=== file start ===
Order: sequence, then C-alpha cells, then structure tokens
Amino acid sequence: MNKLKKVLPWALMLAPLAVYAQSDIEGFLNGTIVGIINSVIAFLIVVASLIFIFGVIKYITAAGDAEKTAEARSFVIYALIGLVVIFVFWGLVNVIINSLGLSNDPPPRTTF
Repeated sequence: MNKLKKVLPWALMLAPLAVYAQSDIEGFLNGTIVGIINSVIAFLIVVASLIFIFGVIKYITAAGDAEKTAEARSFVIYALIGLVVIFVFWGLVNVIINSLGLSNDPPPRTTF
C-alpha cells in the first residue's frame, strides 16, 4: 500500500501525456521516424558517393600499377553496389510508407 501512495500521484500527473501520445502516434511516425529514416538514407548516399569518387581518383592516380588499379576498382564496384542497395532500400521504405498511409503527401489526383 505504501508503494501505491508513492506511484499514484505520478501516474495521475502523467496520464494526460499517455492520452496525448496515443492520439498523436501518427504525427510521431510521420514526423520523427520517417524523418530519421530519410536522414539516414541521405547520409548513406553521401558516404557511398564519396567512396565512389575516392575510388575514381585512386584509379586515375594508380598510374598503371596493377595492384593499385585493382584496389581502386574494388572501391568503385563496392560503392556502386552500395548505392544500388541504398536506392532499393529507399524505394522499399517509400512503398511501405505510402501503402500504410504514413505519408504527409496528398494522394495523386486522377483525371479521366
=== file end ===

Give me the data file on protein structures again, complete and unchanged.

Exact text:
Order: sequence, then C-alpha cells, then structure tokens
Amino acid sequence: MNKLKKVLPWALMLAPLAVYAQSDIEGFLNGTIVGIINSVIAFLIVVASLIFIFGVIKYITAAGDAEKTAEARSFVIYALIGLVVIFVFWGLVNVIINSLGLSNDPPPRTTF
Repeated sequence: MNKLKKVLPWALMLAPLAVYAQSDIEGFLNGTIVGIINSVIAFLIVVASLIFIFGVIKYITAAGDAEKTAEARSFVIYALIGLVVIFVFWGLVNVIINSLGLSNDPPPRTTF
C-alpha cells in the first residue's frame, strides 16, 4: 500500500501525456521516424558517393600499377553496389510508407 501512495500521484500527473501520445502516434511516425529514416538514407548516399569518387581518383592516380588499379576498382564496384542497395532500400521504405498511409503527401489526383 505504501508503494501505491508513492506511484499514484505520478501516474495521475502523467496520464494526460499517455492520452496525448496515443492520439498523436501518427504525427510521431510521420514526423520523427520517417524523418530519421530519410536522414539516414541521405547520409548513406553521401558516404557511398564519396567512396565512389575516392575510388575514381585512386584509379586515375594508380598510374598503371596493377595492384593499385585493382584496389581502386574494388572501391568503385563496392560503392556502386552500395548505392544500388541504398536506392532499393529507399524505394522499399517509400512503398511501405505510402501503402500504410504514413505519408504527409496528398494522394495523386486522377483525371479521366